When we think of the traits of an athlete, we usually think of speed and strength first.
A close third should be their visual skills. Athletes need to be able to process and react to visual information very quickly in order to play their sports well. The cool thing is that some of these visual skills can be honed and improved with practice.
Which Visual Skills Do Athletes Use?
Here are some of the most essential visual skills to an athlete’s performance:
- Color vision. This one might seem silly, but there’s no denying that it’s easier to play when you can distinguish between the jersey colors of your team and the opposing team!
- Depth perception. Judging the relative distances between objects and players on the field is incredibly important.
- Dynamic visual acuity. Athletes need to be able to see fast-moving objects clearly.
- Eye tracking. Merely seeing fast-moving objects isn’t as useful without the ability to follow them with your eyes alone instead of turning your head or body, possibly compromising your balance.
- Eye-hand-body coordination. An athlete needs to be able to continuously adjust the position of their body, hands, and feet based on what they see.
- Peripheral vision. Seeing and reacting to what’s happening on the edge of your vision makes a huge difference in performance.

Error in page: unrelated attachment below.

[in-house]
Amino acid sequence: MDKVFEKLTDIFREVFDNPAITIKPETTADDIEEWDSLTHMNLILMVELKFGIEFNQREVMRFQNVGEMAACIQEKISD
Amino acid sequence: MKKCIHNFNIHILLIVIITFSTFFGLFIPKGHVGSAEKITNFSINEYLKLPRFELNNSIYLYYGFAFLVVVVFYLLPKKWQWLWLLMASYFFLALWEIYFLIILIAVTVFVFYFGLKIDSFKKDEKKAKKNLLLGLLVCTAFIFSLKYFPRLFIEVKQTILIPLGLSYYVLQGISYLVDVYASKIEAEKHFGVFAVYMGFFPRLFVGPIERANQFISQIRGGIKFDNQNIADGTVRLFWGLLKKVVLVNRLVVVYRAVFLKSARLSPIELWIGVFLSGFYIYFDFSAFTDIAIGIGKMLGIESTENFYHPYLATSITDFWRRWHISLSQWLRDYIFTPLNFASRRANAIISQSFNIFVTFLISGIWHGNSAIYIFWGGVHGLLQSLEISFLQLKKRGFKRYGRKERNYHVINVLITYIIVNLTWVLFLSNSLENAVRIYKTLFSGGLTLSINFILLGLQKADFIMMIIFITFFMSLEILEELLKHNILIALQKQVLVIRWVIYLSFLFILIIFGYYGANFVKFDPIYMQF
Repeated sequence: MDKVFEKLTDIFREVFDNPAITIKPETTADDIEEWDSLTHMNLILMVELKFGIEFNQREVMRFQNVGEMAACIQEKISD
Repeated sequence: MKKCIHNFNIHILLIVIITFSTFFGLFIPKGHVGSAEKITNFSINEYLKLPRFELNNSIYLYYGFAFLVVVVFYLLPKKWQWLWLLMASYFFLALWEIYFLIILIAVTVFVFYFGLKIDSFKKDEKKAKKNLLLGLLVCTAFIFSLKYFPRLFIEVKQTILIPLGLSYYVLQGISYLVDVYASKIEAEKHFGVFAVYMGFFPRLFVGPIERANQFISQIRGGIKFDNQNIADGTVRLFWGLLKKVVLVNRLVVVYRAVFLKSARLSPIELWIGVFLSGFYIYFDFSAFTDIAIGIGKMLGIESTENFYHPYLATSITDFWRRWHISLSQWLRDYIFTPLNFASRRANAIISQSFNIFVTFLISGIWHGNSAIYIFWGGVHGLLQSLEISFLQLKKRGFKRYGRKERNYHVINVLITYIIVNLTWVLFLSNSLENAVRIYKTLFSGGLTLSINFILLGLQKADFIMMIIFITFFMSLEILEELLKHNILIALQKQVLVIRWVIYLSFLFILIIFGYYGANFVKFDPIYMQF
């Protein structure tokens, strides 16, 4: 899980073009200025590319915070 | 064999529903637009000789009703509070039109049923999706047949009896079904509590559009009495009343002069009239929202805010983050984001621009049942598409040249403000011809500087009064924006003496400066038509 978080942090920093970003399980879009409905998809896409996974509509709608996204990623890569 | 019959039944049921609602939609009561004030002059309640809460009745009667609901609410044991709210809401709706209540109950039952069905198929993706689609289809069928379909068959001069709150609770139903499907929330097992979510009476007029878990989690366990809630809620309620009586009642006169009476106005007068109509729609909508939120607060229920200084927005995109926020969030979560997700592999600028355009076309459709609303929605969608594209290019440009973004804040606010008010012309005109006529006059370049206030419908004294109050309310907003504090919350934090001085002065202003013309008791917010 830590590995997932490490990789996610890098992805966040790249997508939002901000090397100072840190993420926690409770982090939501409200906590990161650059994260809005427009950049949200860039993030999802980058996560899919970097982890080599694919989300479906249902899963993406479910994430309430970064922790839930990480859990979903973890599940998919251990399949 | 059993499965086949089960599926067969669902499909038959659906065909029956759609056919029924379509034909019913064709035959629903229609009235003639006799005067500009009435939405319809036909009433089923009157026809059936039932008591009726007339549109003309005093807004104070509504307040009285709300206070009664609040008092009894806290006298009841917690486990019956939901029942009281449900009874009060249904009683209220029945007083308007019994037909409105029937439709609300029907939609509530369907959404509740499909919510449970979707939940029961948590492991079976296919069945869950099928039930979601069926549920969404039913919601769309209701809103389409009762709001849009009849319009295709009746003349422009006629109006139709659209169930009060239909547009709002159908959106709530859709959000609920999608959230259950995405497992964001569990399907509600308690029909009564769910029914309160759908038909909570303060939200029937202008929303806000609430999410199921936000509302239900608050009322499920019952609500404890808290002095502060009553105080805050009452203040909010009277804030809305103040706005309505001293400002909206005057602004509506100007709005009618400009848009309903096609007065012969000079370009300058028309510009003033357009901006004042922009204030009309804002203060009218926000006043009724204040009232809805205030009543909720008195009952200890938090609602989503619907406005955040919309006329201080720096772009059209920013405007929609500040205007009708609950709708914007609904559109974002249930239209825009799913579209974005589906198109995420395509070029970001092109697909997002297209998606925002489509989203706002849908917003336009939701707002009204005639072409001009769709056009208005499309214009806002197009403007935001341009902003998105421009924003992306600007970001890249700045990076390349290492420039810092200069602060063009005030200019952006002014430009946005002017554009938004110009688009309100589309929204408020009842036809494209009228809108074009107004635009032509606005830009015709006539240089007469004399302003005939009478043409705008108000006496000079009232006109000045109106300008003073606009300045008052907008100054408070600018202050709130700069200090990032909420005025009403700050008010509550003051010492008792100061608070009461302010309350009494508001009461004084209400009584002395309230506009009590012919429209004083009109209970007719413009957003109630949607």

- Visual concentration. Being easily distracted by things that don’t matter to the game can make it much harder to play!
- Visual reaction time. When an athlete can process and react to visual information quickly, they can quickly move into position.
- Visualization. Athletes need to be able to picture scenarios that could happen next so that they can prepare themselves for upcoming obstacles or opportunities in the game.
- Visual memory. So much is happening in an athlete’s field of vision (such as where they last saw the other players), and they have to keep it all in their head while playing.
Train Your Visual Skills (No Gym Membership Required)
All you need to begin training your visual skills, such as depth perception, is a pen. Simply hold it at arm’s length and repeatedly put the cap on it. You can also hold a small pebble at arm’s length and try dropping it through a drinking straw. You can train your visual awareness by watching TV or using a computer with your head turned to the side. How about improving the flexibility of your eyes? Just switch rapidly between focusing on something close and something far away. You can practice dynamic visual acuity by cutting out different-sized letters from a magazine and taping them to a turntable, then trying to identify the letters while the turntable rotates at different speeds.
We Want to Help You Keep Your Eye on the Ball!
Staying in shape for sports isn’t something we usually associate with keeping our eyes sharp and healthy, but it shouldn’t be overlooked! Get in touch with us or schedule an appointment to learn more about how to improve your visual skills or to tell us about any changes or negative symptoms you may be experiencing with your eyesight.